Surface Forces: China Forms Its First Carrier Escort Group


April 23, 2013: The escort group for China’s first aircraft carrier (the Liaoning) is being formed. It currently consists of two Type 051C destroyers and two Type 054A frigates plus a supply ship. It is similar to what the U.S. has long used, which is currently 3-4 destroyers, 1-2 frigates, an SSN (nuclear submarine), and a supply ship. Chinese SSNs are few and not very good, which is why China probably has not assigned one to their escort group.

The Type 51C is a 7,100 ton destroyer, optimized for anti-aircraft defense. It carries 48 Russian S-300 anti-aircraft missiles (range 150 kilometers) in vertical launch tubes, plus eight C-803 anti-ship missiles (range 300 kilometers), one 100mm gun, two 30mm anti-missile autocannon, six torpedo tubes, and a helicopter. It has a crew of 290 and a top speed of 48 kilometers an hour.

The Type 54A frigate is a 4,300 ton ship with a top speed of 49 kilometers an hour. The crew of 165 operates a 76mm cannon, two 30mm multi-barrel anti-missile autocannon, eight C-803 anti-ship missiles, six anti-submarine torpedoes, 12 240mm anti-submarine rockets, 32 vertical launch cells containing anti-aircraft or anti-submarine missiles, and a helicopter. For both ships the radars, sonar, and electronics are all Chinese made.

As Japanese and South Korea have done, China appears to be following the American lead in destroyer design. The principal American destroyer is currently the Burke class. This is a design that is the culmination of over half a century of World War II and Cold War destroyer design experience. Even after the Burke was designed, in the 1980s, the design evolved. The first Burkes were 8,300 ton ships, while the latest ones, laden with more gear and smaller crews, are 10,000 ton ships (what heavy cruisers weighed in World War II). With a top speed of nearly 50 kilometers an hour, their main armament is 90 vertical launch tubes flush with the deck that can contain anti-aircraft, anti-ship, anti-missile, or cruise missiles. There is also a 127mm (5 inch) gun, two 20mm anti-missile autocannon, six torpedo tubes, and two helicopters. The Burkes were well thought out, sturdy, and they got the job done. They became irreplaceable, and thus this class of warships will last more than half a century.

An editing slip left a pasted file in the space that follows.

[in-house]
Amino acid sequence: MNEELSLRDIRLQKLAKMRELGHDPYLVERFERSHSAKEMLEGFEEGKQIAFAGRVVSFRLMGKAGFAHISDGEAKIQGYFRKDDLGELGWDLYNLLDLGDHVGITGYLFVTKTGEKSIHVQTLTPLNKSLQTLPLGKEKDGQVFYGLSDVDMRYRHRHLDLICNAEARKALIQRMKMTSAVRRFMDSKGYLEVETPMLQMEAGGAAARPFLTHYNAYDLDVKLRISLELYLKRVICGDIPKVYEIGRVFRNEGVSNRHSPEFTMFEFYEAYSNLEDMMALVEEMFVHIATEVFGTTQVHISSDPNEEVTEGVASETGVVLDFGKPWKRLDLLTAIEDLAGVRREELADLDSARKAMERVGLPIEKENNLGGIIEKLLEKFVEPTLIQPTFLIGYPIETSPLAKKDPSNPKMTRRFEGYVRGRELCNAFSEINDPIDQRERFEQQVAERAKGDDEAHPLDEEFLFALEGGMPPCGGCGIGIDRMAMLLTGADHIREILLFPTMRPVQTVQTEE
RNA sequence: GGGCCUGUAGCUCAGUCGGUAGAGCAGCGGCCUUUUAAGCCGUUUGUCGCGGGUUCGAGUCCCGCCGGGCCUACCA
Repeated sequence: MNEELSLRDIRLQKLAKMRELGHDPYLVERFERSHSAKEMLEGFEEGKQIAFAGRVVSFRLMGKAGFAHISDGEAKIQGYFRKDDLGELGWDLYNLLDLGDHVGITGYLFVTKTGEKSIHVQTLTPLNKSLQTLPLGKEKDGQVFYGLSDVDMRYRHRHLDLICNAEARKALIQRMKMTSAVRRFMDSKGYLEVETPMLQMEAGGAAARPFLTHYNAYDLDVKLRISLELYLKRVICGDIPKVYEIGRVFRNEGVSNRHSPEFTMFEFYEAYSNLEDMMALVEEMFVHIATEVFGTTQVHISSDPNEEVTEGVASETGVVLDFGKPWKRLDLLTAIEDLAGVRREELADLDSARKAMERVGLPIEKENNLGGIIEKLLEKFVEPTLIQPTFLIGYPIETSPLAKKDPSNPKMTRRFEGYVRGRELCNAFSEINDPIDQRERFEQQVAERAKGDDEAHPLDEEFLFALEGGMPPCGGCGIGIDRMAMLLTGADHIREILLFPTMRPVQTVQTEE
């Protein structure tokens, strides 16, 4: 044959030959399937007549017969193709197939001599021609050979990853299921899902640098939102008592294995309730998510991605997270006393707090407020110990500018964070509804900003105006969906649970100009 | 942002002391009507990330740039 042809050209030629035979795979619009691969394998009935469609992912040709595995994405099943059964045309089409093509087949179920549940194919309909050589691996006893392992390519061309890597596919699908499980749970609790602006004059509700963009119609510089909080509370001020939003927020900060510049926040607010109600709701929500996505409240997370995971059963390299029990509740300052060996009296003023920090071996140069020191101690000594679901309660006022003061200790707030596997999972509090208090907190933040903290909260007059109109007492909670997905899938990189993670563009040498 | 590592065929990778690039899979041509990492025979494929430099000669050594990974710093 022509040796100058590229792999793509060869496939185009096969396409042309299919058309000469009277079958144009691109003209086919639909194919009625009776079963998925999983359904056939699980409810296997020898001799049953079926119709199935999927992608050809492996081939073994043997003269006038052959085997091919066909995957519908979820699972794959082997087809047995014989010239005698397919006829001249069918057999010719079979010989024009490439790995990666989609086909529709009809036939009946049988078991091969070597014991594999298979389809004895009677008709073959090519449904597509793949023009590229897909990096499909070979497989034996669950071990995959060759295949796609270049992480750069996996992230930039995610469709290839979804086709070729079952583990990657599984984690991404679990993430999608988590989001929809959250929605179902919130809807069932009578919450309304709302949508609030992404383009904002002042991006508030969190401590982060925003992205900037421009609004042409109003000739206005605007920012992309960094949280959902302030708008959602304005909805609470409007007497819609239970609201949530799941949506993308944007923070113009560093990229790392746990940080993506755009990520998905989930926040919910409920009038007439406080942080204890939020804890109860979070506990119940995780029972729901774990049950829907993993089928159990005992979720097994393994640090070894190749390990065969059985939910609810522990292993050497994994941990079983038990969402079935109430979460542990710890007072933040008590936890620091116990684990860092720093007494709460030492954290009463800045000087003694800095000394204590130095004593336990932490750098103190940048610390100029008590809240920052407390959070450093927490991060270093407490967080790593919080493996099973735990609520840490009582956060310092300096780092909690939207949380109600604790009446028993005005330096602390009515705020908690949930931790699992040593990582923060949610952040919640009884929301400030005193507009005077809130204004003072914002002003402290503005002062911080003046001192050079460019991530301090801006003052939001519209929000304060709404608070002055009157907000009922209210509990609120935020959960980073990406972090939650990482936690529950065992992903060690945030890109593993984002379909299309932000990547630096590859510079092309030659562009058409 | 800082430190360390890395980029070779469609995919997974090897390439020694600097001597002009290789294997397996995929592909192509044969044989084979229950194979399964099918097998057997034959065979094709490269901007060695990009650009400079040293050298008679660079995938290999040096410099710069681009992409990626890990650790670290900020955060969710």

China is using its new Type 903 replenishment ships for its most important missions. The first of these 23,000 tons tanker/cargo ships appeared in 2004. The replenishment ship provides fuel, water, food, and other supplies to the task force it supports. The replenishment ship would go to local ports to restock its depleted stores of fuel, water, food, and other necessities.

The Type 903 is similar to the twelve American T-AKE replenishment ships in service. These 40,000 ton ships service a much larger fleet than the four Chinese Type 903s and are part of a larger number of replenishment ships the United States uses. China needs more replenishment ships now because it is more frequently sending warships long distances, not just to the Somali coast but also far into the Pacific.

The Liaoning is a 65,000 ton ship that had spent over a year on sea trials and began operating jets from its flight deck six months ago. China has stated that the Liaoning will primarily be a training carrier. The Chinese apparently plan to station up to 24 jet fighters and 26 helicopters on the Liaoning and use the ship to train pilots and other specialists for four or more additional carriers that are to be built. The new escort group will enable escort ships to practice operating with a carrier.


Article Archive

Surface Forces : Current 2022 2021 2020 2019 2018 2017 2016 2015 2014 2013 2012 2011 2010 2009 2008 2007 2006 2005 2004 2003 2002 2000 1999 



Help Keep Us Soaring

We need your help! Our subscription base has slowly been dwindling. We need your help in reversing that trend. We would like to add 20 new subscribers this month.

Each month we count on your subscriptions or contributions. You can support us in the following ways:

  1. Make sure you spread the word about us. Two ways to do that are to like us on Facebook and follow us on Twitter.
  2. Subscribe to our daily newsletter. We’ll send the news to your email box, and you don’t have to come to the site unless you want to read columns or see photos.
  3. You can contribute to the health of StrategyPage. A contribution is not a donation that you can deduct at tax time, but a form of crowdfunding. We store none of your information when you contribute..
Subscribe   Contribute   Close